A judge has temporarily blocked Missouri from becoming the first US state not to have an abortion clinic in nearly half a century.
Planned Parenthood won a court order to keep the state’s only abortion clinic open, on the day it was due to close.
The Missouri Department of Health and Senior Services has refused to renew its operating licence, alleging “deficient practices”.
A number of other US states have recently passed anti-abortion laws.
Earlier this week, the Missouri Department of Health and Senior Services released a statement citing “ongoing concerns” about the clinic in the wake of its annual inspection.
These concerns included violations of Missouri law and “failed surgical abortions in which patients remained pregnant”, according to state officials.
Planned Parenthood dismissed the charges as politically motivated.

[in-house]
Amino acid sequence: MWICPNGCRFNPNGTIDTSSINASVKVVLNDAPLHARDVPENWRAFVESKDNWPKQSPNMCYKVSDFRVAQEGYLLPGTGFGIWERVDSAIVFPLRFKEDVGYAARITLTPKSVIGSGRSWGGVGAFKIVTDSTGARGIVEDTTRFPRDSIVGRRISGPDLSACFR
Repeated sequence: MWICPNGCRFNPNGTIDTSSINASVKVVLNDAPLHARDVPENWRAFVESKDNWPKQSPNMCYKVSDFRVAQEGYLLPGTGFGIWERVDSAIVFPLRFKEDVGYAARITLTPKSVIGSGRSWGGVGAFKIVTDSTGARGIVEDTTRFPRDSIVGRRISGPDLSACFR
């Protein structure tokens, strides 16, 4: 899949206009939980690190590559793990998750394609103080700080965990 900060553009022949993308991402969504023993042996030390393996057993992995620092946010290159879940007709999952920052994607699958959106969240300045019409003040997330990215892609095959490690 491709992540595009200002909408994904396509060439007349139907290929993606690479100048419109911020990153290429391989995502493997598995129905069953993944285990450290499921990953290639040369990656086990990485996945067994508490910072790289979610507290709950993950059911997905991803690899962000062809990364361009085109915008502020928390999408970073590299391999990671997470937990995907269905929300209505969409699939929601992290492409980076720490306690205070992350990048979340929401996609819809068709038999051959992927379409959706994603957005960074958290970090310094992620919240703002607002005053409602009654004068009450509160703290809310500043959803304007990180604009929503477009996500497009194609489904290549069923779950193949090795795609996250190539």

“This is not a drill,” said Dr Leana Wen, president of the reproductive health organisation. “This is not a warning. This is a real public health crisis.”
Without the clinic, “more than a million women of reproductive age in Missouri will no longer have access to a health centre in the state they live in that provides abortion care.”
If Planned Parenthood ultimately loses the case, Missouri could become the first state not to have a legal abortion clinic since 1973 when the Supreme Court ruled that US women have the right to choose an abortion.
The legal battle comes days after Missouri Governor Mike Parson, a Republican, signed a bill that would outlaw nearly all abortions at eight weeks of pregnancy.
The law makes no exceptions for rape or incest.
On Thursday, Louisiana enacted legislation banning pregnancy terminations after a foetal heartbeat is detected. Georgia, Kentucky, Ohio and Mississippi have passed similar bills.
Meanwhile, Alabama has passed an outright ban on abortion in nearly all cases. None of these laws are yet to take effect, however.